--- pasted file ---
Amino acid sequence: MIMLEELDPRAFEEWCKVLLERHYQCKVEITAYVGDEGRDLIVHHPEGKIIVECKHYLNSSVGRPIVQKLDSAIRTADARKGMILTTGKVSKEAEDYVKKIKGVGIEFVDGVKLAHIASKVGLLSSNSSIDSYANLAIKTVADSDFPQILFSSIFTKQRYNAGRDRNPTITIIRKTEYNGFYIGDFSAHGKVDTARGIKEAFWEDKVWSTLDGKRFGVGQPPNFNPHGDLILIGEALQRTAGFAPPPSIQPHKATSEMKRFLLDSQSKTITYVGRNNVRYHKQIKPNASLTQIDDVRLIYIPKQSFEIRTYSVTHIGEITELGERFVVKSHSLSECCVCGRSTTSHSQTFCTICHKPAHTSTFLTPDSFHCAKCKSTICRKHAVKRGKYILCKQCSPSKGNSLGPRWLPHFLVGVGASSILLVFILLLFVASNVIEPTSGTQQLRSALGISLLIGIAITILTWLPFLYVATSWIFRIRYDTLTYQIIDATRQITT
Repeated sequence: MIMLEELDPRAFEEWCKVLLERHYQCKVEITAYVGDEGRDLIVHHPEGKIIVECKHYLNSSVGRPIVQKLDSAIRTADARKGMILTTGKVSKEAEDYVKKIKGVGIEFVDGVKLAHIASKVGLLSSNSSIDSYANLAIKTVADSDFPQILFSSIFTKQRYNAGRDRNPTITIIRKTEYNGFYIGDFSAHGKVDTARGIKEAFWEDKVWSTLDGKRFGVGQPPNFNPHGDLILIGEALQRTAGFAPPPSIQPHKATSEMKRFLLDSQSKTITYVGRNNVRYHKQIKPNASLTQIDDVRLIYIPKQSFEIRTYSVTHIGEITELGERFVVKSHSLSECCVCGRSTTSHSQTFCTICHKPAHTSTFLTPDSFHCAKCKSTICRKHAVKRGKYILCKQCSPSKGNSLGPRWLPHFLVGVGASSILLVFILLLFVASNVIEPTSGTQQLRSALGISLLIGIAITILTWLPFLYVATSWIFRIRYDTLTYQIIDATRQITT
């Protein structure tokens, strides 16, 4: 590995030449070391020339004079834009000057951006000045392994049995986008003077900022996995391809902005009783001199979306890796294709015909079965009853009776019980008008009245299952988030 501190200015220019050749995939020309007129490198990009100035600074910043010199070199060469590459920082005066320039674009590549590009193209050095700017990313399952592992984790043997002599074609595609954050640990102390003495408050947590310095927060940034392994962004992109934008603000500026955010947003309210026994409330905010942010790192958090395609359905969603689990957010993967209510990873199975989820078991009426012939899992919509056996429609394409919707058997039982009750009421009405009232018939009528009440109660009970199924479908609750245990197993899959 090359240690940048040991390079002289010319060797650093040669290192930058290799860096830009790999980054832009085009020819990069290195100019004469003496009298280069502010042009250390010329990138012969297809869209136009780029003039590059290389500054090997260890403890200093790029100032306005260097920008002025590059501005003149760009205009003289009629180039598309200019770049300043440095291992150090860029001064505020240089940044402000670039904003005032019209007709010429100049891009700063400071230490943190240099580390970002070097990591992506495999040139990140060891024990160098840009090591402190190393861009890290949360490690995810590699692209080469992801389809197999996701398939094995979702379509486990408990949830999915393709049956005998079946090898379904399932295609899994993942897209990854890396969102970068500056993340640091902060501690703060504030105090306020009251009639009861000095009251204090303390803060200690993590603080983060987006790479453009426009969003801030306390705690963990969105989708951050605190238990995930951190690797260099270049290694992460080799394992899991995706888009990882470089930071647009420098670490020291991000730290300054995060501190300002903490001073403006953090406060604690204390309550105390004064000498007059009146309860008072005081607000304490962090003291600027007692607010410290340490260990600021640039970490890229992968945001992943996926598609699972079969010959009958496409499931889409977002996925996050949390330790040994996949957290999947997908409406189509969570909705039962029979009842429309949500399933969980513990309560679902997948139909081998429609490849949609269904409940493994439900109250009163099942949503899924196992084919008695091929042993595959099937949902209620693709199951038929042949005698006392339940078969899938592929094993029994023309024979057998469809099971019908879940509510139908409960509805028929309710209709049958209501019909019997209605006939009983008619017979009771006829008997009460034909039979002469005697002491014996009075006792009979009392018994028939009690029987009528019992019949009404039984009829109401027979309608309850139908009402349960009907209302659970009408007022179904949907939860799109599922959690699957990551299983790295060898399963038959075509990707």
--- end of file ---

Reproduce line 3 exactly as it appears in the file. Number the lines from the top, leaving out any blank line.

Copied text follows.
């Protein structure tokens, strides 16, 4: 590995030449070391020339004079834009000057951006000045392994049995986008003077900022996995391809902005009783001199979306890796294709015909079965009853009776019980008008009245299952988030 501190200015220019050749995939020309007129490198990009100035600074910043010199070199060469590459920082005066320039674009590549590009193209050095700017990313399952592992984790043997002599074609595609954050640990102390003495408050947590310095927060940034392994962004992109934008603000500026955010947003309210026994409330905010942010790192958090395609359905969603689990957010993967209510990873199975989820078991009426012939899992919509056996429609394409919707058997039982009750009421009405009232018939009528009440109660009970199924479908609750245990197993899959 090359240690940048040991390079002289010319060797650093040669290192930058290799860096830009790999980054832009085009020819990069290195100019004469003496009298280069502010042009250390010329990138012969297809869209136009780029003039590059290389500054090997260890403890200093790029100032306005260097920008002025590059501005003149760009205009003289009629180039598309200019770049300043440095291992150090860029001064505020240089940044402000670039904003005032019209007709010429100049891009700063400071230490943190240099580390970002070097990591992506495999040139990140060891024990160098840009090591402190190393861009890290949360490690995810590699692209080469992801389809197999996701398939094995979702379509486990408990949830999915393709049956005998079946090898379904399932295609899994993942897209990854890396969102970068500056993340640091902060501690703060504030105090306020009251009639009861000095009251204090303390803060200690993590603080983060987006790479453009426009969003801030306390705690963990969105989708951050605190238990995930951190690797260099270049290694992460080799394992899991995706888009990882470089930071647009420098670490020291991000730290300054995060501190300002903490001073403006953090406060604690204390309550105390004064000498007059009146309860008072005081607000304490962090003291600027007692607010410290340490260990600021640039970490890229992968945001992943996926598609699972079969010959009958496409499931889409977002996925996050949390330790040994996949957290999947997908409406189509969570909705039962029979009842429309949500399933969980513990309560679902997948139909081998429609490849949609269904409940493994439900109250009163099942949503899924196992084919008695091929042993595959099937949902209620693709199951038929042949005698006392339940078969899938592929094993029994023309024979057998469809099971019908879940509510139908409960509805028929309710209709049958209501019909019997209605006939009983008619017979009771006829008997009460034909039979002469005697002491014996009075006792009979009392018994028939009690029987009528019992019949009404039984009829109401027979309608309850139908009402349960009907209302659970009408007022179904949907939860799109599922959690699957990551299983790295060898399963038959075509990707």